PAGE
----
Gulbarga's association with Buddhism has been dated back to 3rd and 4th century BC. Buddha Vihar is one such attraction that depicts the bygone era in this place. Right next to the Gulbarga University, in the outskirts, is the Buddha Vihar. The massive six-foot idol of Buddha here is made out of black and has a glossy finishing. There are also gold-plated idols of smiling Buddha along with his disciples, Anand and Kashyap, which has been imported from Bangkok.
The intricately carved doors add to the beauty of the place. There is a museum, guest houses, a dining hall and an auditorium within the temple complex. The temple complex is built in an area of 75 acres and the main structure has a resemblance with the Ajanta and Ellora sculptures.
Khwaja Bande Nawaz Dargah, dedicated to the Sufi saint Syed walShareef Kamaluddin bin Muhammad bin Yousuf AlHussaini, is one of the popular Muslim shrines in Gulbarga. The Sufi saint here is said to have played a significant role in bringing harmony between various religions. This saint, who spent most of his time in Delhi, finally settled down in Gulbarga on the invitation of Bahamani Sultan, Taj Ud-Din Firuz Shah.
After completing his education in Delhi and teachings in Gwalior, Mewat and several other places, he came to Gulbarga in the year 1397 and died in the year 1422. He earned much respect from the Bahamani Sultan and his tomb is a place of ziyarat. The saint has also written various books and people from every walk of life and religion visit his dargah in Gulbarga to celebrate the death anniversary every year on 15th, 16th and 17th of Zul-Qa'dah of Muslim calendar and seek blessings.
Bonal Lake is the second largest bird sanctuary after Ranganathittu in Mysore. Bonal Lake is located in Gulbarga and is 10 km from Shorapur. It attracts a lot of tourists. There are facilities of camping and jungle trails for travellers to enjoy the place around much better; this is an initiative by the government. This place attracts a lot of flamingos, egrets, aquatic fowls, white ibis, black ibis, brahminy duck, white-necked storks and many more.
The sanctuary is built on a water conservation tank by a ruler of Shorapur called Pam Naik in the 17th century. This is one of the largest tanks built in the drought-prone region and the same is mentioned in the autobiography of the British administrator of Shorapur, Meadows Taylor's, "The Story of My Life".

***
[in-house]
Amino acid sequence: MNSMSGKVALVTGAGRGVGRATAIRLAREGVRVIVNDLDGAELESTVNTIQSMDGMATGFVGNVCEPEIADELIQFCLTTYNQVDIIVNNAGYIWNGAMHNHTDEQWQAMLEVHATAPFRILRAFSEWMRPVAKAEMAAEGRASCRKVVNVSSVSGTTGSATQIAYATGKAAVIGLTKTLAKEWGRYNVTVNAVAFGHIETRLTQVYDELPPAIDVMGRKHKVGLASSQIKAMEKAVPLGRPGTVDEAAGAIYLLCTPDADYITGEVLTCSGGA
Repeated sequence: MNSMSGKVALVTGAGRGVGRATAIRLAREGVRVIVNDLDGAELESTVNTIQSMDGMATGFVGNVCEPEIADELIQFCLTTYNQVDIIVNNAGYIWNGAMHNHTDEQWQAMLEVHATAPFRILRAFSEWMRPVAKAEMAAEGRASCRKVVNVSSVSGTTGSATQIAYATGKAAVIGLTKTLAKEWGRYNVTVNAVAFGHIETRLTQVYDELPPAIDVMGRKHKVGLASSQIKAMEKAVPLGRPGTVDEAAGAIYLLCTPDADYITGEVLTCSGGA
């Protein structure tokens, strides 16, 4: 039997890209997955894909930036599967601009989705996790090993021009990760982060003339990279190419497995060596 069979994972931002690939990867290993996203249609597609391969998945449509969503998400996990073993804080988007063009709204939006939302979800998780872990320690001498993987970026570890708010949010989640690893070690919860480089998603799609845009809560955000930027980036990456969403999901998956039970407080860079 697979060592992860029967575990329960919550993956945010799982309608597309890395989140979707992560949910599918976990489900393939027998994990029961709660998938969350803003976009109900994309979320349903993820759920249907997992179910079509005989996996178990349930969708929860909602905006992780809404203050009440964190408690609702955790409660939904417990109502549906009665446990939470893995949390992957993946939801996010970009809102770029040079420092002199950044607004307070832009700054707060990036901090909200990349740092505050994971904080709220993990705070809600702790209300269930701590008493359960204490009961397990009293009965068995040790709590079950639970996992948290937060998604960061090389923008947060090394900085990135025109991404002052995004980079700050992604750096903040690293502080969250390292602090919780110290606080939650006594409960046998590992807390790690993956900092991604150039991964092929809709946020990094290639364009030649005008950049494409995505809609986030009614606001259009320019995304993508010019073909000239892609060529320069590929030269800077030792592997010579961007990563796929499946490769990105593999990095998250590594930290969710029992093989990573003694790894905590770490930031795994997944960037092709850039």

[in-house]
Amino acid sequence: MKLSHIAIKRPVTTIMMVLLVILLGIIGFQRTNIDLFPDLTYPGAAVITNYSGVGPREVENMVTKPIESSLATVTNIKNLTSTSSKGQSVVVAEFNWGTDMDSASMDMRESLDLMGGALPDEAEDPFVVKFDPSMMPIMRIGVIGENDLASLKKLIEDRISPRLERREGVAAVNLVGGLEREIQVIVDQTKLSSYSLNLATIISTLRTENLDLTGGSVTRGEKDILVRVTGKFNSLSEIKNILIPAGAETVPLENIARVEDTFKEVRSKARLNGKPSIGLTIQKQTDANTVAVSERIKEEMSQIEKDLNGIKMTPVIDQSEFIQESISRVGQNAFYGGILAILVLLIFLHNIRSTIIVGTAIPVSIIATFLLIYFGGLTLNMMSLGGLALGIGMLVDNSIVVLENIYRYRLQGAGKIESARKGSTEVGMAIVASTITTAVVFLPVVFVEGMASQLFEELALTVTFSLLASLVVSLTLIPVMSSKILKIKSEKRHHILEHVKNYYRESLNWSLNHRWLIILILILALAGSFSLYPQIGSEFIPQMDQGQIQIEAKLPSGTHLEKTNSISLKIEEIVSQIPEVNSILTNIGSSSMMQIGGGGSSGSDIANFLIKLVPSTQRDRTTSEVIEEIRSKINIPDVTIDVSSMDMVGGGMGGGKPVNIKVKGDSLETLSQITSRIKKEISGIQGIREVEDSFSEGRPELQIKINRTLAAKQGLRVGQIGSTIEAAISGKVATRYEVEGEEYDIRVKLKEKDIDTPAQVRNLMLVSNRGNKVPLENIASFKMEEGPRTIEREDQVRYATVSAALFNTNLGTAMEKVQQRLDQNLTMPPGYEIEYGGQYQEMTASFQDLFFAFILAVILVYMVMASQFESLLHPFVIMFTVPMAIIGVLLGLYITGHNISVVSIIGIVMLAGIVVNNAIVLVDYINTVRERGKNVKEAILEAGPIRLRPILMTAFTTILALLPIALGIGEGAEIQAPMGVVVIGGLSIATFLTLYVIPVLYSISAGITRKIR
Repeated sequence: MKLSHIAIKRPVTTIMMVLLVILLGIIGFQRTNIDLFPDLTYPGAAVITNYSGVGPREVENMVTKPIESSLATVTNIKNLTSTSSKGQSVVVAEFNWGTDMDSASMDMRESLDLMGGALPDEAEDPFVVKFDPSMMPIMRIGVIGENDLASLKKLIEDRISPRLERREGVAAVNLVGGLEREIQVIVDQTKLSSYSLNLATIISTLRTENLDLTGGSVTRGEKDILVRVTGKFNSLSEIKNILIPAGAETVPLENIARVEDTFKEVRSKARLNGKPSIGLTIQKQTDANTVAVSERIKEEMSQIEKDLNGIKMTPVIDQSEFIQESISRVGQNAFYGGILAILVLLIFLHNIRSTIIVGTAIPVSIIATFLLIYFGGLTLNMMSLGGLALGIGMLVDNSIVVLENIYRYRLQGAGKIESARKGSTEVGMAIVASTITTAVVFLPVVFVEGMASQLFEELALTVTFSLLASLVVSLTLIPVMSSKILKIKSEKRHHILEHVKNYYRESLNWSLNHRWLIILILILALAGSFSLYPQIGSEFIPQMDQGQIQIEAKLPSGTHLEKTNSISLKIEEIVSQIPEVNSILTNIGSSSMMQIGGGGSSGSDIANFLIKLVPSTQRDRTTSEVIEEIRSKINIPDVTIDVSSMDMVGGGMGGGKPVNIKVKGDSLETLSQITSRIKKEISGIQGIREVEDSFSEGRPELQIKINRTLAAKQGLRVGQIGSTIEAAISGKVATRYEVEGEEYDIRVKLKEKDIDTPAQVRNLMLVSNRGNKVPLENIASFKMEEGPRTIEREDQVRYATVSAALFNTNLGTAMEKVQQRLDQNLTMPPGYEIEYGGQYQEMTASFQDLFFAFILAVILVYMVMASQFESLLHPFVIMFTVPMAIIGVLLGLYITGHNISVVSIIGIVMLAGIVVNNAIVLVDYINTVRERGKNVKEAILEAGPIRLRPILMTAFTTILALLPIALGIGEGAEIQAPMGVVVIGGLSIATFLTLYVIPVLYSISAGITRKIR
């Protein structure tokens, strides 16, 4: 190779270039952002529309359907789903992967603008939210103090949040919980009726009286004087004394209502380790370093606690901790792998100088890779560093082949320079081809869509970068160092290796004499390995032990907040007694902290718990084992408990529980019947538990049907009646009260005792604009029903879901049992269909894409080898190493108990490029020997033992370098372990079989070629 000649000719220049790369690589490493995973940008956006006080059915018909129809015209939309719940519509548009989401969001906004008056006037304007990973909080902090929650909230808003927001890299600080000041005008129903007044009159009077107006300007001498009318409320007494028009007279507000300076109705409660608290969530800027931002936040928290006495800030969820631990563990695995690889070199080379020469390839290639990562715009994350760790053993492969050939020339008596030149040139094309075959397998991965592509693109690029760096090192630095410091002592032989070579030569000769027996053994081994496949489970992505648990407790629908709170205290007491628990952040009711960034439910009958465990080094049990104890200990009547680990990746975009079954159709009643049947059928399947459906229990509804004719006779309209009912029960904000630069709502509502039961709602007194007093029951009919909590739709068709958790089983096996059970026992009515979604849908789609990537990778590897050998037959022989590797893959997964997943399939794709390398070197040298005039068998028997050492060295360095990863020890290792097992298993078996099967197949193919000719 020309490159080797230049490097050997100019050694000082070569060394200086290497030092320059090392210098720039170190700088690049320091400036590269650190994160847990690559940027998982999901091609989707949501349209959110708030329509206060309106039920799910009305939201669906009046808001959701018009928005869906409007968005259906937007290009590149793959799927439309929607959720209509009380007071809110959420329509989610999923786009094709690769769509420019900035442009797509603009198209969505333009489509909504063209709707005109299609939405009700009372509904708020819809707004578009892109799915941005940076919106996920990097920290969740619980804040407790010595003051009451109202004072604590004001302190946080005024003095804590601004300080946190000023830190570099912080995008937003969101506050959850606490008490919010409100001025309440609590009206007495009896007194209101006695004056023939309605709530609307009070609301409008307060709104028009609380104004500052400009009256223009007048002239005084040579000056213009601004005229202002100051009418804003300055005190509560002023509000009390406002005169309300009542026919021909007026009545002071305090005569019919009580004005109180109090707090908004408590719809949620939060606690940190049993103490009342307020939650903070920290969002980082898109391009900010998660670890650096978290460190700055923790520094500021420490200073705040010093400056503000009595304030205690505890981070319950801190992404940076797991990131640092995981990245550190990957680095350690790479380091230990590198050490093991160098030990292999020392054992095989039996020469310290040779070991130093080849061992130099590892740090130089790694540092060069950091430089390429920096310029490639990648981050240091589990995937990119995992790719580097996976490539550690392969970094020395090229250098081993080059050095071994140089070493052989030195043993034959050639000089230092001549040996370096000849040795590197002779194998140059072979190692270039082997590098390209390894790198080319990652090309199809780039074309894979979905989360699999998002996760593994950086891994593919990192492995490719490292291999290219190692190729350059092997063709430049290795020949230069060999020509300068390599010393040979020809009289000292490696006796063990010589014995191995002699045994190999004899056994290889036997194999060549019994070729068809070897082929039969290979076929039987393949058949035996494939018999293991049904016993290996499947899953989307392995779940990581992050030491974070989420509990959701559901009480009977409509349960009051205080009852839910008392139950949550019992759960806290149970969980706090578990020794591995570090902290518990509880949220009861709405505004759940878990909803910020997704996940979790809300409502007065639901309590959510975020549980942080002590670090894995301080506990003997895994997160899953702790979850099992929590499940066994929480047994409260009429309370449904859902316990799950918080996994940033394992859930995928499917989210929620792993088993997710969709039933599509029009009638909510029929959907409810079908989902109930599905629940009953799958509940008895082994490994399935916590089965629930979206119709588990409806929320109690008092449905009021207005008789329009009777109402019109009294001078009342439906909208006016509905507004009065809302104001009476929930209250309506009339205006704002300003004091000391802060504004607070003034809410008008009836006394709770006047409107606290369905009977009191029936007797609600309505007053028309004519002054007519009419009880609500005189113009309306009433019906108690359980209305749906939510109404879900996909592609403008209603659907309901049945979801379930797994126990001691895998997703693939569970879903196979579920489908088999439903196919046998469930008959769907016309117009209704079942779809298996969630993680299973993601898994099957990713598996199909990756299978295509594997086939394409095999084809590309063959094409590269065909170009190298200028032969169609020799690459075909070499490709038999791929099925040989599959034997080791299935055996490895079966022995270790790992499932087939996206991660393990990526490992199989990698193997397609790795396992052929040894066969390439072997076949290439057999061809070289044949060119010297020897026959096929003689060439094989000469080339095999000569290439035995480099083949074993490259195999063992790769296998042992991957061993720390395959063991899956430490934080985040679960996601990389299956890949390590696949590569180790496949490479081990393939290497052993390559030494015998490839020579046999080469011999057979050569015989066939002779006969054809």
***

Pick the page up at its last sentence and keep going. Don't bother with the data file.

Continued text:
Located in the Chandrampalli village on the bank of river Bhima is the Chandrampalli Dam. The dam is less popular; however, it is one of the most beautiful attractions of Gulbarga. In and around the dam is the lush green forest, Chincholi, where travellers can camp and trek to experience Mother Nature. There is also a Hanuman temple close to the dam. This dam is one of the most important ones in the district as it supplies water to irrigation. This dam was built in the year 1973.
There are 6 spillway gates and the release gates are towards the southern end of the dam; the dam is an earthen dam with spillway gates on the left bank. The height of the dam is 28.65 metres and the length is 926.54 metres. At full reservoir level, the dam is 493.16 ft and maximum water level the dam can store is 496.21 metres. There are 6 gates in total and the main purpose of the dam was irrigation.
Gottam Gutta forest is located in the Chincholi Taluk of Gulbarga district. Gottam Gutta forest is covered by lush green forests and the best time to visit this place is during monsoon. The forest is less explored by travellers and hence, remains a virgin beauty and a perfect place to hang-out for those who love offbeat travelling. With the amazing backwaters from the Chandrampalli reservoir built on the Bhima river, this place is a natural beauty, which calls for a visit.
Gottam Gutta forest is an amazing option for trekking and camping enthusiasts. Water turfs are built for the animals of the forest and there is also a watchtower. A plan of having a guest house to facilitate the travellers has been thought through the Karnataka State Tourism and Development Corporation in this region.